South Africans consume too much salt!

South Africans consume too much salt! We cook with salty ingredients, add extra salt at the table and choose processed foods with hidden salt resulting in them consuming on average 8.5g of salt per day.

salt chart 5 ways to 5 grams

The World Health Organisation (WHO) recommends limiting salt intake to no more than five grams per person per day; 5g = 1 level teaspoon. Excess salt intake is directly associated with raised blood pressure which may eventually lead to hypertension. The South African Demographic and Health Survey 2016 reported that 46% of women and 44% of men age 15 years and older have hypertension, which makes them vulnerable to having a stroke or suffering heart disease. Salt reduction, therefore, is the simplest and most cost-effective way to help prevent circulatory health conditions.

Prof Pamela Naidoo, CEO of the HSFSA says, “Healthy eating habits should be reinforced at an early age, during the period that babies and young children are developing their sense of taste and food preferences. Adults who are influencing the eating habits of young children, therefore, have the responsibility to ensure low-salt meals are prepared or purchased.”

 Five ways to achieve five grams

There are five simple changes that individuals can make to their eating and purchasing behaviour that will help in consuming less than five grams of salt daily.

  1. Cut down gradually. Gradually add less salt to your favourite recipes – your taste buds will soon adapt.
  2. Flavour meals. Use herbs, spices, garlic, ginger, chilli and lemon to flavour foods rather than extra salt.
  3. Check food labels when shopping to help you identify those lowest in sodium (salt) and look out for the Heart Mark logo, which is an endorsement of the HSFSA.
  4. Remove the salt shaker. Take salt and salty sauces off the table so that younger family members won’t develop this salty habit.
  5. Eat more fruit and vegetables. The minerals in these as well as whole grains, lentils, beans, and low-fat dairy help to lower blood pressure. Remember to drain and rinse canned vegetables and beans.

 Message for the food industry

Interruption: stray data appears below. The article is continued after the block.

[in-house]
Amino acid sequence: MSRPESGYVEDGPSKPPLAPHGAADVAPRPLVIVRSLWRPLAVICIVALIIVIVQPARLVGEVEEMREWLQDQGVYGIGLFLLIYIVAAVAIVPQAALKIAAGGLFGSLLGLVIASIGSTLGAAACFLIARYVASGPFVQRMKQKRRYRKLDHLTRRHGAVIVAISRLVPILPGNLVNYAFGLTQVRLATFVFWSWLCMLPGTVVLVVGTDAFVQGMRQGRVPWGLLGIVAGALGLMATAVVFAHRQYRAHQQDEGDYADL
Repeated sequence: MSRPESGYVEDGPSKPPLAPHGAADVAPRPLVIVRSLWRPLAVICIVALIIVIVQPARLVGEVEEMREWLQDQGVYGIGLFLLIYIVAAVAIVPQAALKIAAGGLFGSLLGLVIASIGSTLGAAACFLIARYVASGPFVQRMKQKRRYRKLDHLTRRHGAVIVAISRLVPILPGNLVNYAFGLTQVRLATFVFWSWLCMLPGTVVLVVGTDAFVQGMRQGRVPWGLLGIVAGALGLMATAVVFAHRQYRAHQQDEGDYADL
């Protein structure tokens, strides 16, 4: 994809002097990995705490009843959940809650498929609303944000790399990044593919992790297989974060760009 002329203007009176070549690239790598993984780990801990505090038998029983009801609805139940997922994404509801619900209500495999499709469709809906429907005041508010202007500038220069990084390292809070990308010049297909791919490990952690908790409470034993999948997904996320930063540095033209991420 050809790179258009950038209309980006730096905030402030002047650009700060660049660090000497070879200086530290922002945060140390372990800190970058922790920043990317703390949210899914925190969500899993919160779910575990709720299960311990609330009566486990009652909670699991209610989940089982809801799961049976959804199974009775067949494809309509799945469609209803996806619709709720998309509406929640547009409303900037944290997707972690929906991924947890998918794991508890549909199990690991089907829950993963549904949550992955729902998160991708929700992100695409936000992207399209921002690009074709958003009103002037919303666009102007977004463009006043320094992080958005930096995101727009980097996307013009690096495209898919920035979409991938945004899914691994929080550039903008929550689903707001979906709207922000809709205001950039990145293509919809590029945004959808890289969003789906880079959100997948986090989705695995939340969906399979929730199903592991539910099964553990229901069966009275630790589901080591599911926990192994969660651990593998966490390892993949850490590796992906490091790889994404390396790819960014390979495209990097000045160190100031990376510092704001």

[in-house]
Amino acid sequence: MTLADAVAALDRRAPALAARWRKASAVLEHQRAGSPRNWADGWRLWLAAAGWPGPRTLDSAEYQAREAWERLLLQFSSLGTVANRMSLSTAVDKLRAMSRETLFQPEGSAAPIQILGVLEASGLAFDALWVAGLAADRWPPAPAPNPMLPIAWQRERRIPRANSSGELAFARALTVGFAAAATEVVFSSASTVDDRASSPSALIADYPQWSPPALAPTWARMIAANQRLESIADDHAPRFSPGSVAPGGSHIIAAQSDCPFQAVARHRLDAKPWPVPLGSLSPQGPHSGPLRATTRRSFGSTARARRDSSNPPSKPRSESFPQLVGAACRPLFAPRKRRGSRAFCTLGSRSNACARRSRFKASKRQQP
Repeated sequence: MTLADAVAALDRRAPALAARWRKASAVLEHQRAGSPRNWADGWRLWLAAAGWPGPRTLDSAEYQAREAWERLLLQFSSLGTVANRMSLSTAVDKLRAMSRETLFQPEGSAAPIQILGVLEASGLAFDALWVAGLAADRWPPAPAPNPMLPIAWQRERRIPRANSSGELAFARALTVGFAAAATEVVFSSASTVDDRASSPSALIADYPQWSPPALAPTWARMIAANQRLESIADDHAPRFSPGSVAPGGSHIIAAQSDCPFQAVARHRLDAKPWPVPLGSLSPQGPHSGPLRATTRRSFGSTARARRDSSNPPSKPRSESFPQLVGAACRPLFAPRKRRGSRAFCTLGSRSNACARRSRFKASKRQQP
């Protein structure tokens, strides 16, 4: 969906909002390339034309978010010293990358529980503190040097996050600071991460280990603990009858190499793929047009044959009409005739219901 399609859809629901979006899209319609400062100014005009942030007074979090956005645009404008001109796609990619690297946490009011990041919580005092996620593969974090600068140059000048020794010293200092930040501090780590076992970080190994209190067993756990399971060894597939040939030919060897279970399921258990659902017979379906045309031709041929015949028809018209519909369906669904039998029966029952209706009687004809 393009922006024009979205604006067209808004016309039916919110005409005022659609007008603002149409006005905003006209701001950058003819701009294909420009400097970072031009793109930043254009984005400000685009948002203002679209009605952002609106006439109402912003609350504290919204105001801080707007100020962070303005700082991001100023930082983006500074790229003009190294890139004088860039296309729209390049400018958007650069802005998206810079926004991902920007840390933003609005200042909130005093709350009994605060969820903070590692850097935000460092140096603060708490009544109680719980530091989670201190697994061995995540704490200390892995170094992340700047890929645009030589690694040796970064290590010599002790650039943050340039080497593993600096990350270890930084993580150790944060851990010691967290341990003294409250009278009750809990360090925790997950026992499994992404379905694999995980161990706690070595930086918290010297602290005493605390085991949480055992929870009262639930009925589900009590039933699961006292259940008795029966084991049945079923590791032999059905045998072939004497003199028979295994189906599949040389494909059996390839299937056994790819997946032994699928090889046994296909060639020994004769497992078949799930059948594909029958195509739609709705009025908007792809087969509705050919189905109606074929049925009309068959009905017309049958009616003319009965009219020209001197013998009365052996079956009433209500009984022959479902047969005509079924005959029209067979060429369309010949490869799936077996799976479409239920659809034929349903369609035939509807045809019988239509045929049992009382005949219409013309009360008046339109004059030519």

HSFSA would like to take the lead in South Africa (SA) based on the WASH global targets. The Foundation would like to work with industry and government to help bring salt intake down at a population level by highlighting 5 simple additional actions. This includes educating the public on the dangers of high salt intake, teaching them to #EatLessSalt; encouraging school and workplace canteens to offer low salt options; and examining the salt intake of South Africans and determining where in the diet salt comes from.

“The food industry can be commended for their response to the salt regulations,” says Prof Edelweiss Wentzel-Viljoen, Board member of the Foundation and co-author of a recent study which found that majority (72%) of food products tested which are subject to the regulations complied with 2016 targets and 42% with 2019 targets. Many foods, however, are excluded from legislation, including fast foods. The HSFSA urges the fast food industry to clearly display the salt content of their meals and to start reducing the salt content of their offerings.

SA is currently a world-leader in salt reduction with its ground-breaking legislation to limit the salt content of commonly consumed foods. This legislation will reduce salt intake by approximately 0.85 grams per person per day and is estimated to result in 7 400 fewer cardiovascular deaths and 4 300 fewer non-fatal strokes every year in South Africa.

 Get your blood pressure checked for free!

The public can once again get their blood pressure measured for free from 16 March to 8 April at all Dis-Chem in-store pharmacies nationwide. All adults are recommended to test their blood pressure at least once every year, since up to 50% of South Africans with high blood pressure remain unaware of their condition.

SOURCEHeart and Stroke Foundation South Africa